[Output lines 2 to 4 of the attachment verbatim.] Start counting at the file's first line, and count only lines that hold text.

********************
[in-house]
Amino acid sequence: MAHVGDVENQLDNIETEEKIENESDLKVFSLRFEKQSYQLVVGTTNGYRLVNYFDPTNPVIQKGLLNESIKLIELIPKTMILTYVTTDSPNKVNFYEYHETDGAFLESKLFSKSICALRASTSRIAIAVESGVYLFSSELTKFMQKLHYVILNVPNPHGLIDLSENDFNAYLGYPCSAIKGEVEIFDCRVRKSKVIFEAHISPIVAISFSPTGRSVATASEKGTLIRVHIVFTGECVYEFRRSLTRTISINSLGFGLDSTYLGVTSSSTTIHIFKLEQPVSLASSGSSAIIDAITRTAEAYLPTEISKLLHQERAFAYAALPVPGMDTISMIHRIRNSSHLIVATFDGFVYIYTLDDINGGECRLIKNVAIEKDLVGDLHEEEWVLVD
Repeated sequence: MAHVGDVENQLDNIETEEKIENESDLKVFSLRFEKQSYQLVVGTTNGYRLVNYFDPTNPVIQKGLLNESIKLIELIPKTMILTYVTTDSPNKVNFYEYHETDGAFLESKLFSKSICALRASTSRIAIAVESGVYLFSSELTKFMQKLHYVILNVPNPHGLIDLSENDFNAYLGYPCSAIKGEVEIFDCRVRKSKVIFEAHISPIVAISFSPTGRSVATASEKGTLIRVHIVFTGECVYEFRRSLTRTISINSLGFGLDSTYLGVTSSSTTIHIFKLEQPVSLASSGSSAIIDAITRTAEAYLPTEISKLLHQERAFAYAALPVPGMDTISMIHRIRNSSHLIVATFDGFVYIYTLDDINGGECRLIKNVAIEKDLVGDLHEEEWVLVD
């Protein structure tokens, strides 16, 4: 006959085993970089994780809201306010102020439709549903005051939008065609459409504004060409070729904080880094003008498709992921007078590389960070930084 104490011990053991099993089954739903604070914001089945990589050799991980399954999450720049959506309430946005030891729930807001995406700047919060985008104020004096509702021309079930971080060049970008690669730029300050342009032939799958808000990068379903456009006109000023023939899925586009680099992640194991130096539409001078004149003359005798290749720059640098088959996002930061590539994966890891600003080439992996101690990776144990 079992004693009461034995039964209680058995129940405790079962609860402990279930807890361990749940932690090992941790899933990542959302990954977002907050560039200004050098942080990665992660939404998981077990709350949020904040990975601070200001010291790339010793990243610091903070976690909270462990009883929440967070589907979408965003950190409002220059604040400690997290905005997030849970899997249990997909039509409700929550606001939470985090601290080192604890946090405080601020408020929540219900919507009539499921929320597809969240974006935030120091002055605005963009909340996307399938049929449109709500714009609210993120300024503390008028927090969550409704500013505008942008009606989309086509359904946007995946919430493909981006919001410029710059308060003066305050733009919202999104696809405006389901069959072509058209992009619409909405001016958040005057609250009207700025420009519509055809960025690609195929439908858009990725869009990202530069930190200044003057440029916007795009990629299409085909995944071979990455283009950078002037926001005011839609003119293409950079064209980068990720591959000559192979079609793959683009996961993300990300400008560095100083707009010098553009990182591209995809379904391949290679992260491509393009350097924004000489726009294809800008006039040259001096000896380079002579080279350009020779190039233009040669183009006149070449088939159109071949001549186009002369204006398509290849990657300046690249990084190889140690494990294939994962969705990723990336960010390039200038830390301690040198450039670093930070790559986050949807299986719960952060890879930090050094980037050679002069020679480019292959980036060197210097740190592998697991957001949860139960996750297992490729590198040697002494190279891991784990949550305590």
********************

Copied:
Amino acid sequence: MAHVGDVENQLDNIETEEKIENESDLKVFSLRFEKQSYQLVVGTTNGYRLVNYFDPTNPVIQKGLLNESIKLIELIPKTMILTYVTTDSPNKVNFYEYHETDGAFLESKLFSKSICALRASTSRIAIAVESGVYLFSSELTKFMQKLHYVILNVPNPHGLIDLSENDFNAYLGYPCSAIKGEVEIFDCRVRKSKVIFEAHISPIVAISFSPTGRSVATASEKGTLIRVHIVFTGECVYEFRRSLTRTISINSLGFGLDSTYLGVTSSSTTIHIFKLEQPVSLASSGSSAIIDAITRTAEAYLPTEISKLLHQERAFAYAALPVPGMDTISMIHRIRNSSHLIVATFDGFVYIYTLDDINGGECRLIKNVAIEKDLVGDLHEEEWVLVD
Repeated sequence: MAHVGDVENQLDNIETEEKIENESDLKVFSLRFEKQSYQLVVGTTNGYRLVNYFDPTNPVIQKGLLNESIKLIELIPKTMILTYVTTDSPNKVNFYEYHETDGAFLESKLFSKSICALRASTSRIAIAVESGVYLFSSELTKFMQKLHYVILNVPNPHGLIDLSENDFNAYLGYPCSAIKGEVEIFDCRVRKSKVIFEAHISPIVAISFSPTGRSVATASEKGTLIRVHIVFTGECVYEFRRSLTRTISINSLGFGLDSTYLGVTSSSTTIHIFKLEQPVSLASSGSSAIIDAITRTAEAYLPTEISKLLHQERAFAYAALPVPGMDTISMIHRIRNSSHLIVATFDGFVYIYTLDDINGGECRLIKNVAIEKDLVGDLHEEEWVLVD
């Protein structure tokens, strides 16, 4: 006959085993970089994780809201306010102020439709549903005051939008065609459409504004060409070729904080880094003008498709992921007078590389960070930084 104490011990053991099993089954739903604070914001089945990589050799991980399954999450720049959506309430946005030891729930807001995406700047919060985008104020004096509702021309079930971080060049970008690669730029300050342009032939799958808000990068379903456009006109000023023939899925586009680099992640194991130096539409001078004149003359005798290749720059640098088959996002930061590539994966890891600003080439992996101690990776144990 079992004693009461034995039964209680058995129940405790079962609860402990279930807890361990749940932690090992941790899933990542959302990954977002907050560039200004050098942080990665992660939404998981077990709350949020904040990975601070200001010291790339010793990243610091903070976690909270462990009883929440967070589907979408965003950190409002220059604040400690997290905005997030849970899997249990997909039509409700929550606001939470985090601290080192604890946090405080601020408020929540219900919507009539499921929320597809969240974006935030120091002055605005963009909340996307399938049929449109709500714009609210993120300024503390008028927090969550409704500013505008942008009606989309086509359904946007995946919430493909981006919001410029710059308060003066305050733009919202999104696809405006389901069959072509058209992009619409909405001016958040005057609250009207700025420009519509055809960025690609195929439908858009990725869009990202530069930190200044003057440029916007795009990629299409085909995944071979990455283009950078002037926001005011839609003119293409950079064209980068990720591959000559192979079609793959683009996961993300990300400008560095100083707009010098553009990182591209995809379904391949290679992260491509393009350097924004000489726009294809800008006039040259001096000896380079002579080279350009020779190039233009040669183009006149070449088939159109071949001549186009002369204006398509290849990657300046690249990084190889140690494990294939994962969705990723990336960010390039200038830390301690040198450039670093930070790559986050949807299986719960952060890879930090050094980037050679002069020679480019292959980036060197210097740190592998697991957001949860139960996750297992490729590198040697002494190279891991784990949550305590």